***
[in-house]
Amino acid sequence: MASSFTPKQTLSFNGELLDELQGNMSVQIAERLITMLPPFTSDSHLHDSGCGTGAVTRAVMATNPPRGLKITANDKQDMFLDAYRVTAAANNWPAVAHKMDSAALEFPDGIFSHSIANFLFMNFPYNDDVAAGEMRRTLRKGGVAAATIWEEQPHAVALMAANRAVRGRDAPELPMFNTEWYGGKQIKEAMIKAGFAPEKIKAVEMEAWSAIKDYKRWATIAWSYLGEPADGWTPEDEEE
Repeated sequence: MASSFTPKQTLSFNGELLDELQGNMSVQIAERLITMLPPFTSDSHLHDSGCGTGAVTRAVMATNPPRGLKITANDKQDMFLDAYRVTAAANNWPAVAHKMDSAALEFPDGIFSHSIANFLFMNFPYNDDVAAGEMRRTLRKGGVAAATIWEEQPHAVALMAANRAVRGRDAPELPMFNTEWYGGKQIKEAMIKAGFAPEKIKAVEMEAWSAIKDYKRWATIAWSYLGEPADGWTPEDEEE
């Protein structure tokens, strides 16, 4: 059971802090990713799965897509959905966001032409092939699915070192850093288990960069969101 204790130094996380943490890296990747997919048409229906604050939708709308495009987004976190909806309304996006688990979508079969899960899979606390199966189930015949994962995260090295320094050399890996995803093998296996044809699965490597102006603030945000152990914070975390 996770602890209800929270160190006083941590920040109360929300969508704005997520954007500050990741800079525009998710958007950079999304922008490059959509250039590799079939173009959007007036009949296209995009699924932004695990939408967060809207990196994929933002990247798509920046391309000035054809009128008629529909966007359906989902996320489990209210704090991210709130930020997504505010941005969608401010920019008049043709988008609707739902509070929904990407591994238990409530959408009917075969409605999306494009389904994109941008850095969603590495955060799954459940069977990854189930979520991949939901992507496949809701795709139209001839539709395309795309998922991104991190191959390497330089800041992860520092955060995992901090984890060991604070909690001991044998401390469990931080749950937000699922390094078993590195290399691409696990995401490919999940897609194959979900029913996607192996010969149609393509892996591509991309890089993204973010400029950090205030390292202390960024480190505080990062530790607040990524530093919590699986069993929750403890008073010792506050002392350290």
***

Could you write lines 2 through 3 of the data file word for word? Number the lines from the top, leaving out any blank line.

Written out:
Amino acid sequence: MASSFTPKQTLSFNGELLDELQGNMSVQIAERLITMLPPFTSDSHLHDSGCGTGAVTRAVMATNPPRGLKITANDKQDMFLDAYRVTAAANNWPAVAHKMDSAALEFPDGIFSHSIANFLFMNFPYNDDVAAGEMRRTLRKGGVAAATIWEEQPHAVALMAANRAVRGRDAPELPMFNTEWYGGKQIKEAMIKAGFAPEKIKAVEMEAWSAIKDYKRWATIAWSYLGEPADGWTPEDEEE
Repeated sequence: MASSFTPKQTLSFNGELLDELQGNMSVQIAERLITMLPPFTSDSHLHDSGCGTGAVTRAVMATNPPRGLKITANDKQDMFLDAYRVTAAANNWPAVAHKMDSAALEFPDGIFSHSIANFLFMNFPYNDDVAAGEMRRTLRKGGVAAATIWEEQPHAVALMAANRAVRGRDAPELPMFNTEWYGGKQIKEAMIKAGFAPEKIKAVEMEAWSAIKDYKRWATIAWSYLGEPADGWTPEDEEE